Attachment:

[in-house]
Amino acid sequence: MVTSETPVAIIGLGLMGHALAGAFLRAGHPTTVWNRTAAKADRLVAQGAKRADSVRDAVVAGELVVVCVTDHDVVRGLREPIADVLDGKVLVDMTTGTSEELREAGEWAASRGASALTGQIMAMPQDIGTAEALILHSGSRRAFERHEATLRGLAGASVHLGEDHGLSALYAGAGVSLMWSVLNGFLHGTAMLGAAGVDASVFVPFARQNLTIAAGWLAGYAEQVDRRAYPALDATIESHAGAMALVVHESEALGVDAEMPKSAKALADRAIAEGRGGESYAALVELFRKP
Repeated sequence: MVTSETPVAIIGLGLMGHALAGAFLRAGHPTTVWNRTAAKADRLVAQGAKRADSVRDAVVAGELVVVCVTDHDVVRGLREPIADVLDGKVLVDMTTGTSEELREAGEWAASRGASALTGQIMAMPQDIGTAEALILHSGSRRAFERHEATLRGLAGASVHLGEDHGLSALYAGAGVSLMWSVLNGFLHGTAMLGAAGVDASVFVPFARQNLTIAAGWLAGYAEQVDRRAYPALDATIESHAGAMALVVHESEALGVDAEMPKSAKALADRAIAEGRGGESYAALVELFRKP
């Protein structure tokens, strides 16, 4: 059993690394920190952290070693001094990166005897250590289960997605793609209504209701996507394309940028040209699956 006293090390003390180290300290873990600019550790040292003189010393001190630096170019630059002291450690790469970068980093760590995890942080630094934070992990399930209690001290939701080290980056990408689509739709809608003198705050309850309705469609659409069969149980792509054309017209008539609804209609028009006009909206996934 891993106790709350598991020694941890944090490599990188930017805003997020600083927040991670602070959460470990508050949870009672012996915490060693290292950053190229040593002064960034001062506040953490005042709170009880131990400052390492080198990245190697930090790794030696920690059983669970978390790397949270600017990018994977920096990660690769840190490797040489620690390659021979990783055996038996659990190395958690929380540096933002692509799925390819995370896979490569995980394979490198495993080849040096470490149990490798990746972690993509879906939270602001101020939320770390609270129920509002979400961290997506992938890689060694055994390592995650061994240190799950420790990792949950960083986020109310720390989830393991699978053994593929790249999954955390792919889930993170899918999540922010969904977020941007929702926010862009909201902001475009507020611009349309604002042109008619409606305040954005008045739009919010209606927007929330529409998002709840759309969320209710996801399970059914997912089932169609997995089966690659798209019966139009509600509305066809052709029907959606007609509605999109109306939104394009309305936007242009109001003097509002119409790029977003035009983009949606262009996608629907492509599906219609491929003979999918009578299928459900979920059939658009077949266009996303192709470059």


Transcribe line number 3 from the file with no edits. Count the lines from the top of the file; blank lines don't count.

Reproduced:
Repeated sequence: MVTSETPVAIIGLGLMGHALAGAFLRAGHPTTVWNRTAAKADRLVAQGAKRADSVRDAVVAGELVVVCVTDHDVVRGLREPIADVLDGKVLVDMTTGTSEELREAGEWAASRGASALTGQIMAMPQDIGTAEALILHSGSRRAFERHEATLRGLAGASVHLGEDHGLSALYAGAGVSLMWSVLNGFLHGTAMLGAAGVDASVFVPFARQNLTIAAGWLAGYAEQVDRRAYPALDATIESHAGAMALVVHESEALGVDAEMPKSAKALADRAIAEGRGGESYAALVELFRKP